@article{termination:matrix:2008, author = {Endrullis, J\"{o}rg and Waldmann, Johannes and Zantema, Hans}, title = {{Matrix Interpretations for Proving Termination of Term Rewriting}}, journal = {Journal of Automated Reasoning}, volume = {40}, number = {2-3}, pages = {195--220}, year = {2008}, doi = {10.1007/s10817-007-9087-9}, keywords = {rewriting, termination}, type = {journal} }
Digital Object Identifier
10.1007/s10817-007-9087-9
2007
- Root Stabilisation Using Dependency PairsJörg Endrullis, and Jeroen KetemaIn: Proc. Workshop on Termination (WST 2007), pp. 17–21 (2007)paper
Bibtex
@inproceedings{termination:root:2007, author = {Endrullis, J\"{o}rg and Ketema, Jeroen}, title = {{Root Stabilisation Using Dependency Pairs}}, booktitle = {Proc.\ Workshop on Termination (WST~2007)}, pages = {17--21}, year = {2007}, keywords = {rewriting, infinitary rewriting, termination}, type = {workshop} }
2006
- Matrix Interpretations for Proving Termination of Term RewritingJörg Endrullis, Johannes Waldmann, and Hans ZantemaIn: Proc. Int. Joint Conf. on Automated Reasoning (IJCAR 2006), pp. 574–588, Springer (2006)paper
Summary
We present a new method for automatically proving termination of term rewriting using matrix interpretation (weighted automata with natural numbers as weights). It is based on the well-known idea of interpretation of terms where every rewrite step causes a decrease, but instead of the usual natural numbers we use vectors of natural numbers, ordered by a particular non-total well-founded ordering. Function symbols are interpreted by linear mappings represented by matrices. This method allows to prove termination and relative termination. A modification of the latter in which strict steps are only allowed at the top, turns out to be helpful in combination with the dependency pair transformation.
By bounding the dimension and the matrix coefficients, the search problem becomes finite. Our implementation transforms it to a Boolean satisfiability problem (SAT), to be solved by a state-of-the-art SAT solver. Our implementation performs well on the Termination Problem Data Base: better than 5 out of 6 tools that participated in the 2005 termination competition in the category of term rewriting.
An extended journal version of this paper is available from Matrix Interpretations for Proving Termination of Term Rewriting (Journal of Automated Reasoning 2008).
See research for an overview of my research on termination.
Bibtex
@inproceedings{termination:matrix:2006, author = {Endrullis, J\"{o}rg and Waldmann, Johannes and Zantema, Hans}, title = {{Matrix Interpretations for Proving Termination of Term Rewriting}}, booktitle = {Proc.\ Int.\ Joint Conf.\ on Automated Reasoning (IJCAR~2006)}, volume = {4130}, pages = {574--588}, publisher = {Springer}, series = {LNCS}, year = {2006}, doi = {10.1007/11814771\_47}, keywords = {rewriting, termination, automata}, type = {conference} }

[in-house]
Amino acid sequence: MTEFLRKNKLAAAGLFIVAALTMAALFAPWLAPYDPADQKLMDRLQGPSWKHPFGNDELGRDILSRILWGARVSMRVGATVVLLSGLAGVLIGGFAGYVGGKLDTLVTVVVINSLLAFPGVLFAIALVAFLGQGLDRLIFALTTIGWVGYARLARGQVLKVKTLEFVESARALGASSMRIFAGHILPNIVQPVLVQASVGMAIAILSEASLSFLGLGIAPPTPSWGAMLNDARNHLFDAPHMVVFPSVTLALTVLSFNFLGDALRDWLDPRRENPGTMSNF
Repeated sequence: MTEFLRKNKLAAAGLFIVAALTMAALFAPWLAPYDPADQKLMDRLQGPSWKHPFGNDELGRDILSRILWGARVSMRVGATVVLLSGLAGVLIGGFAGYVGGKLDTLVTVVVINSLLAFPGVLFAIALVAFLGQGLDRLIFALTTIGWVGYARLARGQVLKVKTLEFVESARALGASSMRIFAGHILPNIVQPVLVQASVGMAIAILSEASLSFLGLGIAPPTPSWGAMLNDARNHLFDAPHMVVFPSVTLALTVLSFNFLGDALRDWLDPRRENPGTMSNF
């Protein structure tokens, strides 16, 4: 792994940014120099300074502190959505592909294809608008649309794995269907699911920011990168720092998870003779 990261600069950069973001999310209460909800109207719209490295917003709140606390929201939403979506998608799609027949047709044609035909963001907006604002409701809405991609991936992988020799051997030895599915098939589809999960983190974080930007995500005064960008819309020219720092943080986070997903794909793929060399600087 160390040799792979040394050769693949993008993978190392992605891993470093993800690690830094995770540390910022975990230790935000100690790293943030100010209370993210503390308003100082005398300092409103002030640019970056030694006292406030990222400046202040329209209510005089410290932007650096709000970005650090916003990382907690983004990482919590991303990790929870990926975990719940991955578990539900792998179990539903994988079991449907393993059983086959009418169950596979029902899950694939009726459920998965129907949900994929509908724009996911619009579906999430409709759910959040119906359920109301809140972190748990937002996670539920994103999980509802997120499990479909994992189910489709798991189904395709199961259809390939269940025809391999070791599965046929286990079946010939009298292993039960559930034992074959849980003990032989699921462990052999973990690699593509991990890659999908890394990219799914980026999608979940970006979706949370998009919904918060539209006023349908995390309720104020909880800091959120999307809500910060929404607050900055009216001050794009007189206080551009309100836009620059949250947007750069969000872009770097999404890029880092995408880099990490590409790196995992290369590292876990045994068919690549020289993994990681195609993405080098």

Digital Object Identifier
10.1007/11814771_47
- Decomposing Terminating Rewrite RelationsJörg Endrullis, Dieter Hofbauer, and Johannes WaldmannIn: Proc. Workshop on Termination (WST 2006), pp. 39–43 (2006)paper
Summary
In this paper we are concerned with automatically proving termination of string rewriting systems (or word rewriting systems). We introduce an efficient technique for constructing automata that serve as certificates of match-boundedness, and thereby termination. Previously constructions have either been inefficient or incomplete:
- Match-Bounded String Rewriting Systems by Alfons Geser, Dieter Hofbauer and Johannes Waldmann. The construction in this paper is complete but very inefficient.
- On tree automata that certify termination of left-linear term rewriting systems by Alfons Geser, Dieter Hofbauer, Johannes Waldmann and Hans Zantema. The construction in this paper is efficient but incomplete. We present the first automata construction for matchbounded string rewriting that is both efficient and complete. Here completenss means that the algorithm always terminates if the system is matchbounded.
See research for an overview of my research on termination.
Bibtex
@inproceedings{termination:matchbounds:2006, author = {Endrullis, J\"{o}rg and Hofbauer, Dieter and Waldmann, Johannes}, title = {{Decomposing Terminating Rewrite Relations}}, booktitle = {Proc.\ Workshop on Termination (WST~2006)}, pages = {39--43}, year = {2006}, keywords = {rewriting, termination, automata}, type = {workshop} }